The foot is a complex structure consisting in dozens of bones, joints, muscles, ligaments, and over a hundred tendons. Properly functioning feet are essential to walking and standing unaided.

Our feet must fulfil four basic functions:

  • act as a rigid lever to create the propulsive force needed for walking
  • transfer the rotational forces produced by the hip
  • adapt to uneven surfaces
  • absorb impact against the ground

To fulfil these functions, the muscles and tendons must work together with bones, ligaments and joints. If one of these components does not function properly, all others will be affected.

Pathologies that the foot may suffer

Because the human foot has so many parts, over time we have distinguished a wide range of pathologies related to the foot. Some of the most common conditions affecting the foot include:

Treatments for foot pathologies

Soft tissue injuries and pathologies can sometimes be treated with anti-inflammatory medication, physiotherapy, or extracorporeal shockwave therapy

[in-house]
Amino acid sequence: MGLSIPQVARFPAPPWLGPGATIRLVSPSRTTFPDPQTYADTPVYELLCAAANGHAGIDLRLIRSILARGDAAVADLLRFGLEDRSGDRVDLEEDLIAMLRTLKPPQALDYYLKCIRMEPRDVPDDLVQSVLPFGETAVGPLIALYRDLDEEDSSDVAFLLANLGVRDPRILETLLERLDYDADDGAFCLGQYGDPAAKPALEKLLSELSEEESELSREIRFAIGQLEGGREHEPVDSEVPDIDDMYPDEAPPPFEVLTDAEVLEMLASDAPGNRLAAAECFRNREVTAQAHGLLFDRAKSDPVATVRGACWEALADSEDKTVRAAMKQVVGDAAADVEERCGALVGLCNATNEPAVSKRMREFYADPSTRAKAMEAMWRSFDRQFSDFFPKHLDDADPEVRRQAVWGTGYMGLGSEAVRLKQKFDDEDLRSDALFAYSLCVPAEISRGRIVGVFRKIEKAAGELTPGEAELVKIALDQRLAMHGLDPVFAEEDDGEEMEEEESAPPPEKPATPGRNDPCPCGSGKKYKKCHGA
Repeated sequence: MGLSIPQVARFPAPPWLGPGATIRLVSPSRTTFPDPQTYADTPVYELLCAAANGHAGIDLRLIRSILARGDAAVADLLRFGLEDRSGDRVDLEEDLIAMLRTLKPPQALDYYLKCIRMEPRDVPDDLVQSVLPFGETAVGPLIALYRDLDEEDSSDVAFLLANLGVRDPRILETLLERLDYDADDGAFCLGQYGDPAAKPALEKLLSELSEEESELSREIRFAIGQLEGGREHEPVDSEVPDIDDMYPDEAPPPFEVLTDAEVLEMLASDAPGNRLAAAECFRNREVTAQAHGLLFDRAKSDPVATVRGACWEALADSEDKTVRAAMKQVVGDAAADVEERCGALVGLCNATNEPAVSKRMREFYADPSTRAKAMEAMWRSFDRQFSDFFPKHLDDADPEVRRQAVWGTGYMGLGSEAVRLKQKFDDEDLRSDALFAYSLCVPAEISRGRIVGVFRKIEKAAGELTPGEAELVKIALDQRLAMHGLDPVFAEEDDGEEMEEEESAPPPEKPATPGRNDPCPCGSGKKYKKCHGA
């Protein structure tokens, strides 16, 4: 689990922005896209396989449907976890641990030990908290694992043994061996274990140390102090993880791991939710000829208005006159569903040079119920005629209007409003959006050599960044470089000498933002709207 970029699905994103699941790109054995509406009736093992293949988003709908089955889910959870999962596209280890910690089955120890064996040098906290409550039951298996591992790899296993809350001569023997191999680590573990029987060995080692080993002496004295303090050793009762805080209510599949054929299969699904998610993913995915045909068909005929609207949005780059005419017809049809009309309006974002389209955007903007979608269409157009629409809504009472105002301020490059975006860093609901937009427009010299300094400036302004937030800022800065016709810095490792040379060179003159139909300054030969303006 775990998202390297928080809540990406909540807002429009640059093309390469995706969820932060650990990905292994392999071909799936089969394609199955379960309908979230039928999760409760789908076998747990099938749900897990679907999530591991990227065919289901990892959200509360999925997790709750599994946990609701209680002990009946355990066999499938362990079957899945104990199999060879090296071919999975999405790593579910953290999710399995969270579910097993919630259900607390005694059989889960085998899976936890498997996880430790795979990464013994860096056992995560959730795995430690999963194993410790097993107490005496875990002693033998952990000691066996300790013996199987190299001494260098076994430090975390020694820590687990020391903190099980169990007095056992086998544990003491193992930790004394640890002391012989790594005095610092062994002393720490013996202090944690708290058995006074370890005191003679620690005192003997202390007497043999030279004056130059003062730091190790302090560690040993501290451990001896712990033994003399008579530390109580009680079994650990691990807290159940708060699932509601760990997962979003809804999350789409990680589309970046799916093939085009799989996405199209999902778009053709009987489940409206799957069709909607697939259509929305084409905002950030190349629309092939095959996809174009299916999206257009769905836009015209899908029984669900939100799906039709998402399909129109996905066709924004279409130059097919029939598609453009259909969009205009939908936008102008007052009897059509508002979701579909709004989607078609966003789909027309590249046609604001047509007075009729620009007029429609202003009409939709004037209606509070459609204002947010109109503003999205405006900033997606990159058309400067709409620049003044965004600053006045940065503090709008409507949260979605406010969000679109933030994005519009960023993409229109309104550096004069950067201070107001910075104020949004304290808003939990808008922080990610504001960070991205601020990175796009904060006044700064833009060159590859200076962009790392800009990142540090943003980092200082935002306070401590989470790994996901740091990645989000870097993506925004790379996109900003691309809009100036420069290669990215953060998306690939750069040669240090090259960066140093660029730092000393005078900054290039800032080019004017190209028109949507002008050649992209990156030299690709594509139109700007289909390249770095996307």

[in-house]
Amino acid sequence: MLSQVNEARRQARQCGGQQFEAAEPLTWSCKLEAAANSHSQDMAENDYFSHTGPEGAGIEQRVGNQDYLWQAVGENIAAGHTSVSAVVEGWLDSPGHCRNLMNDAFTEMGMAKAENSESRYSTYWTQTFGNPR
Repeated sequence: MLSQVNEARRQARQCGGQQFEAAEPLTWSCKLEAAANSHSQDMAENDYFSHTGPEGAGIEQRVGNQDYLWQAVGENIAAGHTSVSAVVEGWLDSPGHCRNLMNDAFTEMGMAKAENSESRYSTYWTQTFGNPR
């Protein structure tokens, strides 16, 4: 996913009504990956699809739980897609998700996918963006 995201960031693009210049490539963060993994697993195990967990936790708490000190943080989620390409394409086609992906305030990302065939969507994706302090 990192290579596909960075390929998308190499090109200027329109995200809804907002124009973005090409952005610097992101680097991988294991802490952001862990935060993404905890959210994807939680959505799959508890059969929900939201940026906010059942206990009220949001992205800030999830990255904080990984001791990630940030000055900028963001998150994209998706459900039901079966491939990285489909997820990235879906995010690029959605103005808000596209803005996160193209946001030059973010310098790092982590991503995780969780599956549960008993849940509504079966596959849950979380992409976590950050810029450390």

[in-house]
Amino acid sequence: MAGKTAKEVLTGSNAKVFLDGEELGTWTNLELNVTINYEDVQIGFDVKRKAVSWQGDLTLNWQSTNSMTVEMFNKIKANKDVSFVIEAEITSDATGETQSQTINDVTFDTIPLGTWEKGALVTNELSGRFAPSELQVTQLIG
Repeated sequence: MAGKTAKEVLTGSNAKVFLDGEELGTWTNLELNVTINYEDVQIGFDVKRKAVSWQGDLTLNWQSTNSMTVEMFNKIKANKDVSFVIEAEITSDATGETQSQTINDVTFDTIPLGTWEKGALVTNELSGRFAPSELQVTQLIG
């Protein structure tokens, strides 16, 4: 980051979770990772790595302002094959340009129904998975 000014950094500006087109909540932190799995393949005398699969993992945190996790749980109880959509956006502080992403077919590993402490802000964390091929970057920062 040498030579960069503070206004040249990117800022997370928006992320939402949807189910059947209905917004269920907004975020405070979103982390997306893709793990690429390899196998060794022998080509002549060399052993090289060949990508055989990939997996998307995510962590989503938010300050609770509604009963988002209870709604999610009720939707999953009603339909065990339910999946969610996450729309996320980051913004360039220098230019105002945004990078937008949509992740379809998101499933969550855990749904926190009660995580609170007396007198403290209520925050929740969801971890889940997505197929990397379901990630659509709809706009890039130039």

Foot surgery may sometimes recommended for hammer toe, claw toe, bunions, structural foot problems, or neurological problems. In addition to open surgery, new techniques such as percutaneous foot surgery have been developed in recent years involving smaller incisions and fewer post-surgical complications.

Specialist who treats foot pathologies

Podiatrists specialise in the examination, assessment, and treatment of foot problems. If you see your GP about a foot problem and they are unable to make a diagnosis themselves they are likely to refer you to a podiatrist. In the UK podiatrists are also known as chiropodists.

Depending on the treatment recommended, you may also see a physiotherapist, radiologist, or orthopaedic surgeon.

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